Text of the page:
6. "Fairytale of New York"  Pogues and Kirsty MacColl

Co-songwriter of the song, Shane MacGowan, was born on Christmas Day. This song was inspired by JP Donleavy's 1961 novel of the same title. The author told The Daily Mail December 18, 2009: "Technically I could have taken legal action for piracy but as I know Shane MacGowan - I believe his father is a fan of my work - I decided not to bother." (

"Fairytale of New York" is about the Irish who emigrated to America in the 19th century to escape the potato famine in hopes of making it as entertainers in New York. Many didn't, however, and ended up homeless.

"Fairytale of New York" is considered by many in the UK and Ireland to be the best Christmas song of all time ( 2004 VH1 poll, it was voted the UK's favorite Christmas song of all time.) It was released on the album If I Should Fall From Grace With God.

The basics of the song are about a drunken man thinking back to past Christmas celebrations while incarcerated in a New York City jail. The man remembers a failed relationship and much of the song involves words of bickering and crushed dreams. The recording of the song by the band the Pogues and singer Kirsty MacColl was released in 1987.

Kirsty MacColl was producer Steve Lillywhite's wife.On December 18, 2000, Kirsty MacColl died in a boating accident.  

7. "Put the Lights on the Tree"  Sufjan Stevens 

Detroit-born Stevens is best known for his 2005 album Illinois, which hit number one in the Billboard Top Heatseekers chart, and for the song "Chicago." Stevens began his musical career as a member of Marzuki, a folk-rock band from Holland, Michigan.While in college, he studied the oboe and English horn, which he also plays on his albums. He also plays guitar, piano, drums, and several other instruments in multi-tracking his music.

Back in 2001, Stevens began making annual EPs of traditional carols and songs mixed with his own holiday-themed tunes in order that he could better celebrate Christmas in his own style. Sufjan's Songs For Christmas has five EPs in one box. On the songs, Stevens uses a variety of instruments and writes music in various time signatures.

So, what do you get when you mix super cute vintage-style animation and sweet holiday cheer? “Put the Lights on the Tree” sung by Sufjan Stevens and animated by Tom Eaton. This song has a nostalgic feel that could easily become part of many Christmas traditions.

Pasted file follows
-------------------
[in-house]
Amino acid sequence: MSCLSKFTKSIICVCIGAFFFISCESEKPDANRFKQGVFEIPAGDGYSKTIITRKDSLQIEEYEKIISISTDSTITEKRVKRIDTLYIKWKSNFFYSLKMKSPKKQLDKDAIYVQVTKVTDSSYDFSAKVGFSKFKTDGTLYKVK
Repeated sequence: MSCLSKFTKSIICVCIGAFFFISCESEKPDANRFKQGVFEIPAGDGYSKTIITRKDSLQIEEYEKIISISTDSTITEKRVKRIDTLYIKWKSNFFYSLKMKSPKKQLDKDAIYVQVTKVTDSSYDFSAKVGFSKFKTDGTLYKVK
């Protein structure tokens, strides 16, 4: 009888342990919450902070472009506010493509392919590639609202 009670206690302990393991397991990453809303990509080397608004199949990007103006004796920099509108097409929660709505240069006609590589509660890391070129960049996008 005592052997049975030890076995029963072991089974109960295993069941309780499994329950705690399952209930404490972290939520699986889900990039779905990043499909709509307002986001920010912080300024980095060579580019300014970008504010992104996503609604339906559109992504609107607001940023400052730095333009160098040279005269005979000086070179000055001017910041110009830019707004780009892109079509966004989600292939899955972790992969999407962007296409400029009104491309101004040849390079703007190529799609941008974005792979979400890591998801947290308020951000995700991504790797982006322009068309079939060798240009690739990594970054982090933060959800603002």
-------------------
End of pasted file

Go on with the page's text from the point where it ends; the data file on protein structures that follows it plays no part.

In 2007, Stevens' encouraged his musically inclined fans to email Stevens their best, original Christmas songs. The winner, in the spirit of gift-giving, would receive the full legal rights to an original Sufjan Stevens Christmas song in trade for rights to the winning song. Here’s a quote from the site:

In the words of Sufjan’s Asthmatic Kitty Records website, “Sufjan’s new song becomes your song. You can hoard it for yourself, sell it to a major soft drink corporation, use it in your daughter’s first Christmas video, or share it for free on your Web site. No one except Sufjan and you will hear his song, unless you decide otherwise.”

More than 600 fans submitted original compositions and a song called "Every Day is Christmas" by Alec Duffy was chosen. Duffy’s song became property of Asthmatic Kitty Records, and as promised, the rights to Stevens’ "The Lonely Man of Winter" went to Duffy.

Of late, beginning with Michigan, Stevens announced an intent to write an album for each of the fifty U.S. states. 

8. "Pretty Paper"  Roy Orbison

Written by Willie Nelson and released by Roy Orbison in 1963, "Pretty Paper" was also recorded by Willie  as the title cut of his first Christmas album in 1978. "Pretty Paper" has been recorded by dozens of artists, including Chris Isaak, Carly Simon and Kenny Chesney. Its message of folks getting too caught up in holiday shopping and failing to spread good will during the holidays rings true in any economy.Willie admits it's a "crying in your beer" song, but the song is also a holiday classic.